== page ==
The year 2021 started out with great hope for both immigrant families and immigration advocates with the new political leadership change in Washington DC, but the year ended up feeling more like Groundhog Day repeating the highlights from 2020 instead. Both 2020 and 2021 mostly revolved around the ongoing restrictions with Covid-19 and the major complications that impacted every aspect of immigration as well as the ongoing crisis at the southern border and the yo-yo effect brought by the constant changes imposed by Trump and then again by Biden. Such as the “Remain in Mexico” program or Deferred Action for Childhood Arrivals (DACA).
2021 was a very tough year for immigration indeed. Despite the president’s pro-immigrant platform, not many improvements to the restrictive policies of president Trump were accomplished during the year. On the contrary, the year 2021 witnessed record numbers of backlogs for court cases and all types of immigration filings now reaching into the millions of cases.
Though U.S. Citizenship and Immigration Services (USCIS) has not released the actual number of approvals granted over the past year, it is estimated that around 1.2 million people are still are waiting work permits requests to be granted. As of December 16th, USCIS reported that the normal number of annual requests for employment-based Green Card applications doubled over the last year from 115,000 to around 237,000 and most are experiencing significant processing delays.
Despite major limits to progress in 2021, USCIS attempted to improve things by changing internal practices such as re-using previously collected biometrics data and by allowing an increase in overtime available to workers. Although these measures are a smart use of the administration’s internal controls, any positive gains may have been completely offset by the sheer number of groundless denials, baffling requests for repeat information and unjustified rejections experienced by countless thousands of legitimate applicants.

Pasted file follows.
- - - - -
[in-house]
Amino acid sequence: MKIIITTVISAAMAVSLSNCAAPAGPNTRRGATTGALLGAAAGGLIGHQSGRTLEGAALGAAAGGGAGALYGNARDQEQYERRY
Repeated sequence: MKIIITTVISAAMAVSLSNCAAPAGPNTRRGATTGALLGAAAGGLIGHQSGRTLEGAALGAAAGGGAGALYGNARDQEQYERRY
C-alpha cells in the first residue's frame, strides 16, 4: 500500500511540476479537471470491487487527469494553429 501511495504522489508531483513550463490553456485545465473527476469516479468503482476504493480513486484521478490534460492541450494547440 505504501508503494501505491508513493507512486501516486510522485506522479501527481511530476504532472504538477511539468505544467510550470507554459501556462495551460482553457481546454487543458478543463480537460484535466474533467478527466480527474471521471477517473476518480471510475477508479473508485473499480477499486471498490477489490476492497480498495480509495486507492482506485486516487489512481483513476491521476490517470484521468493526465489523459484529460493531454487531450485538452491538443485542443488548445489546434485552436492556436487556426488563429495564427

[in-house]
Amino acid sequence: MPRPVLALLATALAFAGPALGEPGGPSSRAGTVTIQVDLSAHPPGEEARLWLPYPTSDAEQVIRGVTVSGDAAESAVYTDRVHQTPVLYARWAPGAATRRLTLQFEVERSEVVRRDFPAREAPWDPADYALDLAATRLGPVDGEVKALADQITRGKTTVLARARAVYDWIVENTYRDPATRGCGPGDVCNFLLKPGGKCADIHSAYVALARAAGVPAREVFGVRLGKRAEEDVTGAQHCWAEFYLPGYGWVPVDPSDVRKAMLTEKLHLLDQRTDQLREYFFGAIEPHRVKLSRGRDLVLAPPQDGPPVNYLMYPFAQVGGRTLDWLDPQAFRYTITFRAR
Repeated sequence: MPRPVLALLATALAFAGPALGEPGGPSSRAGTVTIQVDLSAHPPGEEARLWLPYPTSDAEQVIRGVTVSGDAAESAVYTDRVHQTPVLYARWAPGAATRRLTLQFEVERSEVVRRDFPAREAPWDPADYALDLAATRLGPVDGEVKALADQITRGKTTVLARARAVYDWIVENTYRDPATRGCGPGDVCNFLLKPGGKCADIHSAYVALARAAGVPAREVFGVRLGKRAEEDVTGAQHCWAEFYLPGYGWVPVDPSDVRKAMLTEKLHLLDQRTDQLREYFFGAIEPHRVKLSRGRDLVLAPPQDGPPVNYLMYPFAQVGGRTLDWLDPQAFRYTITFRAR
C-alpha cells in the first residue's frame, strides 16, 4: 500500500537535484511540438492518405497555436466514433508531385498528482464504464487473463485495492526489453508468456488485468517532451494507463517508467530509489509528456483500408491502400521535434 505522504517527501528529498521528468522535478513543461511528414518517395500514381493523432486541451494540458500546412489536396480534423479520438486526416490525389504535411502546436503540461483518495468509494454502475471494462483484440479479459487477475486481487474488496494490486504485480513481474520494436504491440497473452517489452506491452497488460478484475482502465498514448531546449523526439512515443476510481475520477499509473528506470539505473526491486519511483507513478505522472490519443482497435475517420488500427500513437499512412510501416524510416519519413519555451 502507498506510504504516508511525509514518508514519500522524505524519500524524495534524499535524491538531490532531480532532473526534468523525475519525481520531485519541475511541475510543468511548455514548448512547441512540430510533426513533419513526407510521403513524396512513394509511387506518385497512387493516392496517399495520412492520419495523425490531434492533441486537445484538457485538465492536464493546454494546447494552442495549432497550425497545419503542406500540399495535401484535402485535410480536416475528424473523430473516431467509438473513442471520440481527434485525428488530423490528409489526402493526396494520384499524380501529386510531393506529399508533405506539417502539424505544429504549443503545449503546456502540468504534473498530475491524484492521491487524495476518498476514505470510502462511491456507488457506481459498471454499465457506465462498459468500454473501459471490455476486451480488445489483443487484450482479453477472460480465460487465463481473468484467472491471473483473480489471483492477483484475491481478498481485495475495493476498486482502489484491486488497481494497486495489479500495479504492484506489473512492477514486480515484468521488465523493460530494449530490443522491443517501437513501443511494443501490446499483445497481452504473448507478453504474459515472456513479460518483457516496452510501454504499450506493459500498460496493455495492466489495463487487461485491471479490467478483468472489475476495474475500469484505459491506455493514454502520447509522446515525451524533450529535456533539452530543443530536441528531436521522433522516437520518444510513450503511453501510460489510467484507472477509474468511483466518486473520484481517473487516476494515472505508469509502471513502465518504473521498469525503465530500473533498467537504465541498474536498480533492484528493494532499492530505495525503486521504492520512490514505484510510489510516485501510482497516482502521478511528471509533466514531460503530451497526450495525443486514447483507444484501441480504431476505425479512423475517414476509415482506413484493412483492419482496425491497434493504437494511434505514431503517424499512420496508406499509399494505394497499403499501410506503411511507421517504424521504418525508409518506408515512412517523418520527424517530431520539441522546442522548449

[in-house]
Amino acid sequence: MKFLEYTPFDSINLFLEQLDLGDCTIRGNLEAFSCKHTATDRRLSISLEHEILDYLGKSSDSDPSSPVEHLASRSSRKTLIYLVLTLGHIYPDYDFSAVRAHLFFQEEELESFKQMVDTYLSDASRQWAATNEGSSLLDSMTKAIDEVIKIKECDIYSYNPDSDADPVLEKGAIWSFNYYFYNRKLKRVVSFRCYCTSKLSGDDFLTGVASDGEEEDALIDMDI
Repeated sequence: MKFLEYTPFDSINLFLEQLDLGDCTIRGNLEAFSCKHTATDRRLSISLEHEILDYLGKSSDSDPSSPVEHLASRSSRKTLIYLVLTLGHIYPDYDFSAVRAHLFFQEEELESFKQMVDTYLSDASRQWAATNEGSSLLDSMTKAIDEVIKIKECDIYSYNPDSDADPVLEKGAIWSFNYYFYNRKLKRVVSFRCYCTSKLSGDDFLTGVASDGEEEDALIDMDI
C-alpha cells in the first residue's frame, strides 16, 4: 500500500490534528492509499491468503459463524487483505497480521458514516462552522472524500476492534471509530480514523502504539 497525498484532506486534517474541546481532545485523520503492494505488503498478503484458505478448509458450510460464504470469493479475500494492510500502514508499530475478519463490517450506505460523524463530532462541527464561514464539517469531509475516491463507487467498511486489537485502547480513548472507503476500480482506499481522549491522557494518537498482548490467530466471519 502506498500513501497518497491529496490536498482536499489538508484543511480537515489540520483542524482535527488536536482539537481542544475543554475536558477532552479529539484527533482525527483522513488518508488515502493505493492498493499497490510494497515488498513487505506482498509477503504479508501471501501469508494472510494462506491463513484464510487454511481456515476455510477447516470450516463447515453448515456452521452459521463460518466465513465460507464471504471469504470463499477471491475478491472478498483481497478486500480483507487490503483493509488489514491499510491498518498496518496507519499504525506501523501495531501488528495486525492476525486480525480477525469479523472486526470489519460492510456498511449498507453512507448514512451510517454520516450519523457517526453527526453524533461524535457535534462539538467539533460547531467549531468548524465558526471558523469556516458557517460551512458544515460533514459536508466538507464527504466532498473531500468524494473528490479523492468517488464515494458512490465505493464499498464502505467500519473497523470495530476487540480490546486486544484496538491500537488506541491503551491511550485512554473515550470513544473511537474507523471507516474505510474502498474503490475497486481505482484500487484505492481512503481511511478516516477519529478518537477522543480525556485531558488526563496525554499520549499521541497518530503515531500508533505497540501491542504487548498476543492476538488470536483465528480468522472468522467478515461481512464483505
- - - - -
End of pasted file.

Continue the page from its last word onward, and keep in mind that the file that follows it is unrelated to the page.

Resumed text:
On the flip-side, the Biden administration was very good at prioritizing requests for citizenship and conducting interviews to be able to approve close to 855,000 new citizens through the smart use of video technology and social distancing protocols. In another accomplishment, the administration reported completing around 39,000 affirmative asylum cases and 44,000 credible fear determinations. Although this did not reduce the million plus cases currently before the immigration court and it barely puts a dent in the overall backlog of cases, it does give hope and very real protections to a large number of troubled people.
Another major problem that does not appear to be going away anytime soon is the humanitarian crisis that has defined the first year of Biden’s presidency. As of December 16th, a new hotspot has sprung up in Yuma, Arizona where thousands of migrants have been entering the state from the U.S.-Mexico border. Facilities in the state are reportedly overwhelmed and thousands of immigrants at the border have been congregating at the break in the border wall. These migrants are reportedly just sitting around waiting to be picked up by Border Patrol agents as they have fallen for false promises of legal status that they have been told by coyotes and other political manipulators.
As we look into 2022, the hope is that Biden can achieve his goals of making some sort of positive impact on immigration. To achieve this, his leadership will need to drastically increase the number of filings being processed by immigration and will need to find a realistic solution to the chaotic problem at the border. This is not an easy task, but with the resources and infrastructure of the federal government at his disposal, it should not be an impossibility.